Access control is an extremely important part of configuration if you are deploying tools that need to be restricted, whether it is due to licensing issues or to the tools have administrative functions.
Restricting tool usage can be done in two levels
Running of the tool can be restricted
Tool visibility can be restricted
You can read a thread about restricting tool usage, but I will summarise the necessary changes here. Credit goes to Nicola Soranzo for illustrating this method of implementing tool access control.
Here is an example job_conf.xml file taken from that email thread
<?xml version="1.0"?> <job_conf> <plugins workers="4"> <plugin id="local" type="runner" load="galaxy.jobs.runners.local:LocalJobRunner" /> <plugin id="drmaa" type="runner" load="galaxy.jobs.runners.drmaa:DRMAAJobRunner" /> </plugins> <handlers> <handler id="main"/> </handlers> <destinations default="remote_cluster"> <destination id="local" runner="local" /> <destination id="transcriptome_role" runner="dynamic"> <param id="function">is_user_in_role</param> </destination> <destination id="remote_cluster" runner="drmaa" /> </destinations> <tools> <tool id="tool1" destination="transcriptome_role" required_role="transcriptome_users" final_destination="local"/> </tools> </job_conf>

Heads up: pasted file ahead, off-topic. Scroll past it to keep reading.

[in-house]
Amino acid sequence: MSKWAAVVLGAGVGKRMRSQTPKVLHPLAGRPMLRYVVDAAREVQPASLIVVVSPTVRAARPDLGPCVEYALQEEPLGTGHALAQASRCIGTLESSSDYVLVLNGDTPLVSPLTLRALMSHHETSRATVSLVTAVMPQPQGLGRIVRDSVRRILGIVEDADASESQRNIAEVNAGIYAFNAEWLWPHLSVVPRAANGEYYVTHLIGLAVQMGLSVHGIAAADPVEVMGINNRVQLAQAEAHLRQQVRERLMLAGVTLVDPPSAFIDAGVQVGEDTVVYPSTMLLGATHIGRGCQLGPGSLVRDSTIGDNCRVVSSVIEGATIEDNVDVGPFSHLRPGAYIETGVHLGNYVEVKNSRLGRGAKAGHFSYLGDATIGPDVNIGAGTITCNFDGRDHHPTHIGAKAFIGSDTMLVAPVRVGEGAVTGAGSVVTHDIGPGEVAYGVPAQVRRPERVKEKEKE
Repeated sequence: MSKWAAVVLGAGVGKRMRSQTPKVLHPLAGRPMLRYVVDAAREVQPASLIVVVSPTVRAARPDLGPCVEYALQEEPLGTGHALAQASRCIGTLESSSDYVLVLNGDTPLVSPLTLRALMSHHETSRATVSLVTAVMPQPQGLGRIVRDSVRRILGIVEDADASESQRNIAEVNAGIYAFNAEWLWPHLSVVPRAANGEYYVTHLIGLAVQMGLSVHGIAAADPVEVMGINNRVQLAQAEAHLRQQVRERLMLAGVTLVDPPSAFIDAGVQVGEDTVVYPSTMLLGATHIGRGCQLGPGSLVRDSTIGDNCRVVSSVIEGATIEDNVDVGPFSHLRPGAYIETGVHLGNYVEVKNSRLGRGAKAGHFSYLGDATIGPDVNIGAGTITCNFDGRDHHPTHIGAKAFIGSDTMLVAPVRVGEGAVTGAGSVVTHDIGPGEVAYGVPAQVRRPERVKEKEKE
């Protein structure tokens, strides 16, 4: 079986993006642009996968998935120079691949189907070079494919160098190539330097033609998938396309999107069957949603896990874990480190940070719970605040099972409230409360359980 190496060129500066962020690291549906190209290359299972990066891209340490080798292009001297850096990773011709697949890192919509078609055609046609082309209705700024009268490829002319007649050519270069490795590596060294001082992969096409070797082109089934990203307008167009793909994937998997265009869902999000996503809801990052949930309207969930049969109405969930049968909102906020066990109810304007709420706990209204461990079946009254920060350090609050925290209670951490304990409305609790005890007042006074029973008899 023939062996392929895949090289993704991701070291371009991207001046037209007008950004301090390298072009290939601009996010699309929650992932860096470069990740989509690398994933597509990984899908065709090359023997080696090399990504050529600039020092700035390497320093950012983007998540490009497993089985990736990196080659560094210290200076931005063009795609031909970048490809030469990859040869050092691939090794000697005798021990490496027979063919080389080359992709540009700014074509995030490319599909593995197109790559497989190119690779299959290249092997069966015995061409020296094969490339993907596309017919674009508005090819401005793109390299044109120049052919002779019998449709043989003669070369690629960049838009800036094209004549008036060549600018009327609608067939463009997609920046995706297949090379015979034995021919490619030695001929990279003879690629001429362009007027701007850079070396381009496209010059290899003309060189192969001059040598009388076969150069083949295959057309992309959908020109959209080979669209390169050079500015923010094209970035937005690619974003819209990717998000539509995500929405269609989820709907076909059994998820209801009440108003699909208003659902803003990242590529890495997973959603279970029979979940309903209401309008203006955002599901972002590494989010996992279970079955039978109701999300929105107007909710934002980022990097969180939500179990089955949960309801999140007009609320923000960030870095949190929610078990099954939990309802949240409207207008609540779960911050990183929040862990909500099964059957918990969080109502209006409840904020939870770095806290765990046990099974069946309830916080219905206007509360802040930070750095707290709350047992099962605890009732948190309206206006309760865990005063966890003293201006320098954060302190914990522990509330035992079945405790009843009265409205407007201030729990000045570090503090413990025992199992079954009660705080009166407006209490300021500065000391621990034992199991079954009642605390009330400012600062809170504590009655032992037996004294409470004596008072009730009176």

If you've already edited the job_conf.xml file, you are enough familiar with it to adapt the changes to your needs. (If you have not used job_conf before but are using multiple worker threads, see the notes at the end.)
There are two important sections in here, firstly the destination a job will be sent to. Galaxy gives you the ability to route jobs however you wish. In this example case we'll look at restricting the use of transcriptome analysis tools so our users don't kill our server.